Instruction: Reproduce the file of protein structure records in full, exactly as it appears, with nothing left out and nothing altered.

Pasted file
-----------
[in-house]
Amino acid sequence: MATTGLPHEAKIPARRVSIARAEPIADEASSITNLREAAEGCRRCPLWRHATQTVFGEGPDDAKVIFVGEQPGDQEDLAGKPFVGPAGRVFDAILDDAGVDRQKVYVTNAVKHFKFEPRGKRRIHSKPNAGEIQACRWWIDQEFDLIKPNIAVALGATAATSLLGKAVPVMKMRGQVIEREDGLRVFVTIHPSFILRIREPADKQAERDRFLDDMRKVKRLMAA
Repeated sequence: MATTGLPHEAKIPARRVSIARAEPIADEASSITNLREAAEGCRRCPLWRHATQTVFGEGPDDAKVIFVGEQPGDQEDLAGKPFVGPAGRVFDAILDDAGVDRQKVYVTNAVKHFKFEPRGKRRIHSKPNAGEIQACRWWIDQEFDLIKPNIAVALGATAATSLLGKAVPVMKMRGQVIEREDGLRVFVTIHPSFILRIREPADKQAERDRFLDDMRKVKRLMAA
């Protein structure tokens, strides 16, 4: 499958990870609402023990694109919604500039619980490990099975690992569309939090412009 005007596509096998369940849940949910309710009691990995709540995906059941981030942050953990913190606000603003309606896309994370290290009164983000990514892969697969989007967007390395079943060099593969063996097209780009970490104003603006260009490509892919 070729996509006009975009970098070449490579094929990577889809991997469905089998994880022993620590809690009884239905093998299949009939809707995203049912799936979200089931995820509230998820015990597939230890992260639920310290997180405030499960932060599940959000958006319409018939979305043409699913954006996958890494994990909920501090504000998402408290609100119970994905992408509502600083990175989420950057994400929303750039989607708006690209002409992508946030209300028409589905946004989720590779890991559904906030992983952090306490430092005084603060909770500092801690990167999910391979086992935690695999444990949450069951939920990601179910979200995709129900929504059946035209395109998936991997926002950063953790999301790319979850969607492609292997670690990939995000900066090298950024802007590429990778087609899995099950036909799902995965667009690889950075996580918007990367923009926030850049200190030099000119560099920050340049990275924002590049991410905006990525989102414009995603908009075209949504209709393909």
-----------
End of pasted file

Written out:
[in-house]
Amino acid sequence: MATTGLPHEAKIPARRVSIARAEPIADEASSITNLREAAEGCRRCPLWRHATQTVFGEGPDDAKVIFVGEQPGDQEDLAGKPFVGPAGRVFDAILDDAGVDRQKVYVTNAVKHFKFEPRGKRRIHSKPNAGEIQACRWWIDQEFDLIKPNIAVALGATAATSLLGKAVPVMKMRGQVIEREDGLRVFVTIHPSFILRIREPADKQAERDRFLDDMRKVKRLMAA
Repeated sequence: MATTGLPHEAKIPARRVSIARAEPIADEASSITNLREAAEGCRRCPLWRHATQTVFGEGPDDAKVIFVGEQPGDQEDLAGKPFVGPAGRVFDAILDDAGVDRQKVYVTNAVKHFKFEPRGKRRIHSKPNAGEIQACRWWIDQEFDLIKPNIAVALGATAATSLLGKAVPVMKMRGQVIEREDGLRVFVTIHPSFILRIREPADKQAERDRFLDDMRKVKRLMAA
């Protein structure tokens, strides 16, 4: 499958990870609402023990694109919604500039619980490990099975690992569309939090412009 005007596509096998369940849940949910309710009691990995709540995906059941981030942050953990913190606000603003309606896309994370290290009164983000990514892969697969989007967007390395079943060099593969063996097209780009970490104003603006260009490509892919 070729996509006009975009970098070449490579094929990577889809991997469905089998994880022993620590809690009884239905093998299949009939809707995203049912799936979200089931995820509230998820015990597939230890992260639920310290997180405030499960932060599940959000958006319409018939979305043409699913954006996958890494994990909920501090504000998402408290609100119970994905992408509502600083990175989420950057994400929303750039989607708006690209002409992508946030209300028409589905946004989720590779890991559904906030992983952090306490430092005084603060909770500092801690990167999910391979086992935690695999444990949450069951939920990601179910979200995709129900929504059946035209395109998936991997926002950063953790999301790319979850969607492609292997670690990939995000900066090298950024802007590429990778087609899995099950036909799902995965667009690889950075996580918007990367923009926030850049200190030099000119560099920050340049990275924002590049991410905006990525989102414009995603908009075209949504209709393909």